This is Biff.
This is Chip.
This is Biff and Chip’s homework.
Biff and Chip are required to write down ten examples of fronted adverbials.
Biff and Chip have not a fucking clue what a fronted adverbial is.
This is Mum.
Mum has not a fucking clue what a fronted adverbial is either.
“We don’t know what a fronted adverbial is,” whinge Biff and Chip. “This homework is impossible. You will have to help us.”
“It’s not my homework, it’s your homework,” says Mum, thanking her lucky stars that she did not have to engage in any of this fronted adverbial bollocks when she was at school.
This is Dad.
Dad still struggles to distinguish between a noun and a verb, and would not know a fronted adverbial if one came up and punched him in the face.
Biff and Chip think for a moment about asking Dad for help.
They decide to Google instead.
This is Mrs May.
When Mrs May went into teaching she honestly believed she would be able to spend her time helping children to love learning. And putting on plays. Mrs May loves a play. She did not realise that a love of learning would not feature on the National Curriculum at all, and that she would instead be forced to meet a series of impossible and continuously moving goalposts which successive governments would put in place, and have to teach her classes about ridiculous concepts such as fronted adverbials which, in all honesty, are only ever likely to be of use if they end up becoming professors of linguistics. Or primary school teachers.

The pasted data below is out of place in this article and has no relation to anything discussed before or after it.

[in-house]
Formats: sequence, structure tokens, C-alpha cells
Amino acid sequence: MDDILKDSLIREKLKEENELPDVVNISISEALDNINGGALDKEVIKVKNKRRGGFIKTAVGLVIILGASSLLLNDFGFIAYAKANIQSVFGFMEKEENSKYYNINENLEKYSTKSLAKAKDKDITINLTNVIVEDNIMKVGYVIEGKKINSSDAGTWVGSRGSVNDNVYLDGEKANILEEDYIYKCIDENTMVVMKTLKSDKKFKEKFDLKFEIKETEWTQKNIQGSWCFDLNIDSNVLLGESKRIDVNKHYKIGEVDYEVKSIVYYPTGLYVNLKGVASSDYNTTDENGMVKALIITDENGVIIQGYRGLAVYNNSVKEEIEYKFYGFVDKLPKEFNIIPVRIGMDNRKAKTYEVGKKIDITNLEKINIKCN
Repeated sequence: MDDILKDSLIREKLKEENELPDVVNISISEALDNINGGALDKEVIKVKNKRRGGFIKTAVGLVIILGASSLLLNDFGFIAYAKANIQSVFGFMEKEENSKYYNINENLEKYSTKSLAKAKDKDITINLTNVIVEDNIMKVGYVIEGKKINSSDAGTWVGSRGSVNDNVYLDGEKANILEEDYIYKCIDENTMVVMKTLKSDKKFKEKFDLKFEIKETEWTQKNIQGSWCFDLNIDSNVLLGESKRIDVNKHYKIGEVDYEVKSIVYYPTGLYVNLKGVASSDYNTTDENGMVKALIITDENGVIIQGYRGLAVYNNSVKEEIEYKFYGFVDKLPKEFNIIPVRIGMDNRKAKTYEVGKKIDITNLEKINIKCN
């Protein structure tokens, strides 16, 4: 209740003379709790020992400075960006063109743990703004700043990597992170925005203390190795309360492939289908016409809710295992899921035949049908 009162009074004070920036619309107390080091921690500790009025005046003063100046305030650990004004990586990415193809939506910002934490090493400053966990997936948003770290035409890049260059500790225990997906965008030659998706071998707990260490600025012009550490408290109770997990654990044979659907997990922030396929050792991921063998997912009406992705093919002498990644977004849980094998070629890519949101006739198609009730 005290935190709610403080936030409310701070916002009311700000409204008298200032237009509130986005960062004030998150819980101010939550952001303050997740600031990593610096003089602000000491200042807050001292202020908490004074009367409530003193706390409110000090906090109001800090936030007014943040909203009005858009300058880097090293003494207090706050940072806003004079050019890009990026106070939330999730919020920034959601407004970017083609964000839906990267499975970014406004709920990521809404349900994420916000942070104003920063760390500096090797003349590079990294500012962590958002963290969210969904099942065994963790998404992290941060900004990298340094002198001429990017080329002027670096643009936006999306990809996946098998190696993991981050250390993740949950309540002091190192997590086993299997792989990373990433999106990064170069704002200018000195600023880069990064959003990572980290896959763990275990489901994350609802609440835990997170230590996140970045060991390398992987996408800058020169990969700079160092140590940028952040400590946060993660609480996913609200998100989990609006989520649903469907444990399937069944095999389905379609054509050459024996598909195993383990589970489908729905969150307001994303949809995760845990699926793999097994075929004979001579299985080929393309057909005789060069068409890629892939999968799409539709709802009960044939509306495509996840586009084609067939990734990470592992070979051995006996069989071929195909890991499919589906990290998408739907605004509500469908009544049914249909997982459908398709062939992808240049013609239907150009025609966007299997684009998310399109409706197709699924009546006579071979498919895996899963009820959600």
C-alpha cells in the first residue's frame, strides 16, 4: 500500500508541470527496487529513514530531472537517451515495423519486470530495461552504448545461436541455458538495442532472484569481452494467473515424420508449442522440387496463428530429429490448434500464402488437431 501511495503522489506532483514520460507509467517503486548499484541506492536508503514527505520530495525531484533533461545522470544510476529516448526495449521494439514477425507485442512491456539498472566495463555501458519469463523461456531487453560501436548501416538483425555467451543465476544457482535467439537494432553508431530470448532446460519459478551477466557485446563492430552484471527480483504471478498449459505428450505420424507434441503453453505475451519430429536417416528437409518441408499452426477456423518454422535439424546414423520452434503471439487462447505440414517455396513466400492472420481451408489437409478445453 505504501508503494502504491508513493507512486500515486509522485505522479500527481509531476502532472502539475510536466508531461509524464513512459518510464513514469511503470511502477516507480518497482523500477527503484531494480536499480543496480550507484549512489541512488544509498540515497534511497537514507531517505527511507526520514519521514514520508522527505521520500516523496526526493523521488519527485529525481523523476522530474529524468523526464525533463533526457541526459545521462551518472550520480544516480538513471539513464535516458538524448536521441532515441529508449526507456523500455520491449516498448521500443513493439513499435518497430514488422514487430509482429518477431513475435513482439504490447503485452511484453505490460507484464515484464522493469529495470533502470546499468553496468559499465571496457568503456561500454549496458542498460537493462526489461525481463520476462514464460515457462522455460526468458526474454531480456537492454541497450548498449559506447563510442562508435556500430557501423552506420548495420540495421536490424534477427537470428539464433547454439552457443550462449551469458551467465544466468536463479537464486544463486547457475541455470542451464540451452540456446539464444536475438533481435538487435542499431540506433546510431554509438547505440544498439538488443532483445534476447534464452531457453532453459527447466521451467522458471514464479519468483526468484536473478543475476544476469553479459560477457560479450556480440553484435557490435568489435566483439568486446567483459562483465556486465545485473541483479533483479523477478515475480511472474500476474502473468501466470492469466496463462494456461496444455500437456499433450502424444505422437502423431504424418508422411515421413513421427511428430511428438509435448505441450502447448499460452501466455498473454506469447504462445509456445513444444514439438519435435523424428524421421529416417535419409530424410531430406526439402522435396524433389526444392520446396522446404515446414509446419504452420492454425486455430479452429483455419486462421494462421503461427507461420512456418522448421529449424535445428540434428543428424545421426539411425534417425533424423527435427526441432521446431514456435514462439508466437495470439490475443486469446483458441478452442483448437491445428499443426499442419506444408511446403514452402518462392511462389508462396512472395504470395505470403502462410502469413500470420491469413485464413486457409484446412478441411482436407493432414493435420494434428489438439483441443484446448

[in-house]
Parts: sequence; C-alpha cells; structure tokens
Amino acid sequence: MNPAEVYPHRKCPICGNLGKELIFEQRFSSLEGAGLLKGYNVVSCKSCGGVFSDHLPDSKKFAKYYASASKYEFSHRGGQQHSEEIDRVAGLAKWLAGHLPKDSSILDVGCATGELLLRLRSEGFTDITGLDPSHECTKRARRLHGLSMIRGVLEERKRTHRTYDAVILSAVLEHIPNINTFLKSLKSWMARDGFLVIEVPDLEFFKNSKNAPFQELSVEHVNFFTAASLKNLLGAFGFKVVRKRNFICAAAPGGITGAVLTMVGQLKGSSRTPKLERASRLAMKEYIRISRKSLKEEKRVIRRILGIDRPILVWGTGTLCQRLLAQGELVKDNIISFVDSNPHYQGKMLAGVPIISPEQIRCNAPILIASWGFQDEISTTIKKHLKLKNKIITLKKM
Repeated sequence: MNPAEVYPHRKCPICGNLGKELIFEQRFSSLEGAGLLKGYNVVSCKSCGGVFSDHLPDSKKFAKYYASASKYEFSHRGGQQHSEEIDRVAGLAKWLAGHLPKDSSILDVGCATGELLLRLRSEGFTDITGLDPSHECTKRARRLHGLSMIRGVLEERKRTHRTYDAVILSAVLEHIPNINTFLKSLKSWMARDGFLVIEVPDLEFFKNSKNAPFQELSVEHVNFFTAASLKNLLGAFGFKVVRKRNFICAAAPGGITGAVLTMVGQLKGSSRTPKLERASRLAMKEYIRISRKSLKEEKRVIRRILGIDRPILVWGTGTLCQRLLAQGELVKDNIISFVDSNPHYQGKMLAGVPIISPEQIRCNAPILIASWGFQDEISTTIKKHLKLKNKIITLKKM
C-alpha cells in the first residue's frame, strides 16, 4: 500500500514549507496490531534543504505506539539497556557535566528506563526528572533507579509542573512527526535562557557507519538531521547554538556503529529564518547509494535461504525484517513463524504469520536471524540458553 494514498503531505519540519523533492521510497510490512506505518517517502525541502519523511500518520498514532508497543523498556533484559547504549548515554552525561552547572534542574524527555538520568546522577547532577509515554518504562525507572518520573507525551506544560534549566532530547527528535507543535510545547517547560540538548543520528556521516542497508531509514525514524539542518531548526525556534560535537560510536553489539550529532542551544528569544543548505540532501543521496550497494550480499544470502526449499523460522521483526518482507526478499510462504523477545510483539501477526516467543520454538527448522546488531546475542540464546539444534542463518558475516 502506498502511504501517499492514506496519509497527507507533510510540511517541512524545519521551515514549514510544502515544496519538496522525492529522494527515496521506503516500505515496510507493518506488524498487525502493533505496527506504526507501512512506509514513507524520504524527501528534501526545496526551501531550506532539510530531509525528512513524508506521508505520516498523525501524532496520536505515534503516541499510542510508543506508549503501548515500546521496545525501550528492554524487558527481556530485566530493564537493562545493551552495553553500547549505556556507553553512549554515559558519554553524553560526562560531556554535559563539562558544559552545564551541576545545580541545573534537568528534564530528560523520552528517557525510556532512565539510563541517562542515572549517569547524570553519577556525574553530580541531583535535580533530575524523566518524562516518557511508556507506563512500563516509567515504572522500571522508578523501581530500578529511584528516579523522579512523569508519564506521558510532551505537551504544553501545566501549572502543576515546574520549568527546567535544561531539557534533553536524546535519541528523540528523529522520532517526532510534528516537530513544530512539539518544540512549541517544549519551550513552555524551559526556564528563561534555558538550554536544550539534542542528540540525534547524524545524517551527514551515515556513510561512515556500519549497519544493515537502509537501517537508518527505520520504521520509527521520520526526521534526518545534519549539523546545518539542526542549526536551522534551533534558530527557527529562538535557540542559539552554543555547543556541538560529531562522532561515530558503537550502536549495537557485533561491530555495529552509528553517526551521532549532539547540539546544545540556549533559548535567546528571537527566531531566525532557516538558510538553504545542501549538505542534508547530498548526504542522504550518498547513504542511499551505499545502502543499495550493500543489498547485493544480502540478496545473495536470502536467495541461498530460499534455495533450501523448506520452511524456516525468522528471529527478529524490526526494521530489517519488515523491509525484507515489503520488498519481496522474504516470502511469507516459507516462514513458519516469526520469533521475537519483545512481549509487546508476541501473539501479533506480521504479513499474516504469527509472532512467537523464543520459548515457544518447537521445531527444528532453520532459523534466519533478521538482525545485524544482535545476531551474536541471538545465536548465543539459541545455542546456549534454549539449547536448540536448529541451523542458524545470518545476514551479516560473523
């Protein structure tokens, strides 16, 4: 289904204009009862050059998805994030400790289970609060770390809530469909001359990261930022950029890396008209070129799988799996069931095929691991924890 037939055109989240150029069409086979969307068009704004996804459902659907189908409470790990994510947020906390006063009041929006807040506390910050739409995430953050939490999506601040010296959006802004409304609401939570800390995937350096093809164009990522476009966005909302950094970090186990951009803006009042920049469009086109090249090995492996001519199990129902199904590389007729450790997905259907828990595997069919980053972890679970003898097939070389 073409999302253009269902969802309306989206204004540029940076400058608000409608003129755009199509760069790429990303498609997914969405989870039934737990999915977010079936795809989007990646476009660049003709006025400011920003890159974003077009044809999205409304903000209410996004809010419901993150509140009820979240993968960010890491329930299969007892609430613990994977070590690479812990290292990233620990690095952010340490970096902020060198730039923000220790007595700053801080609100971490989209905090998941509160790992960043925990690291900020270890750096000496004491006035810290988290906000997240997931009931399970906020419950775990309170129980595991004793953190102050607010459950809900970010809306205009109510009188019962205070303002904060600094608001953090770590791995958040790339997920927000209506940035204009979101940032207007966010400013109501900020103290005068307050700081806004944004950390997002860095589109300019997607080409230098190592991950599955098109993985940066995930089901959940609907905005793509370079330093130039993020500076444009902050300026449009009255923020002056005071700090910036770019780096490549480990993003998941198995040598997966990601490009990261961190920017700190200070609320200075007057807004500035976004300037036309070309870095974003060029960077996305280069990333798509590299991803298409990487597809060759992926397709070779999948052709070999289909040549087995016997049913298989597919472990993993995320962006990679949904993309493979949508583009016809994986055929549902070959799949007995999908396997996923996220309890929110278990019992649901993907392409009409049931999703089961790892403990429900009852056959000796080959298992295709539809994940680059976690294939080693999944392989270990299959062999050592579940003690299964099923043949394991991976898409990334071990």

If truth be told, Mrs May has not a fucking clue what a fronted adverbial is either.
This is Floppy the dog.
Floppy holds no truck with fronted adverbials.
Floppy eats the fronted adverbial homework sheet.
Floppy knows that he is a fucking liability, and waits to be told so.
No one is more surprised than Floppy when the entire family gather around and tell him “Oh GOOD dog Floppy.”
Floppy feels this is proof positive that some good can come from fronted adverbials after all.
Later at school, Biff and Chip are, for the first time, able to legitimately use the excuse: “My dog ate my homework.”
Mrs May breathes a secret sigh of relief that that is one less set of incomprehensible and entirely incorrect homework that she has to plough through, and suggests to the class that they will all put on a play instead to celebrate.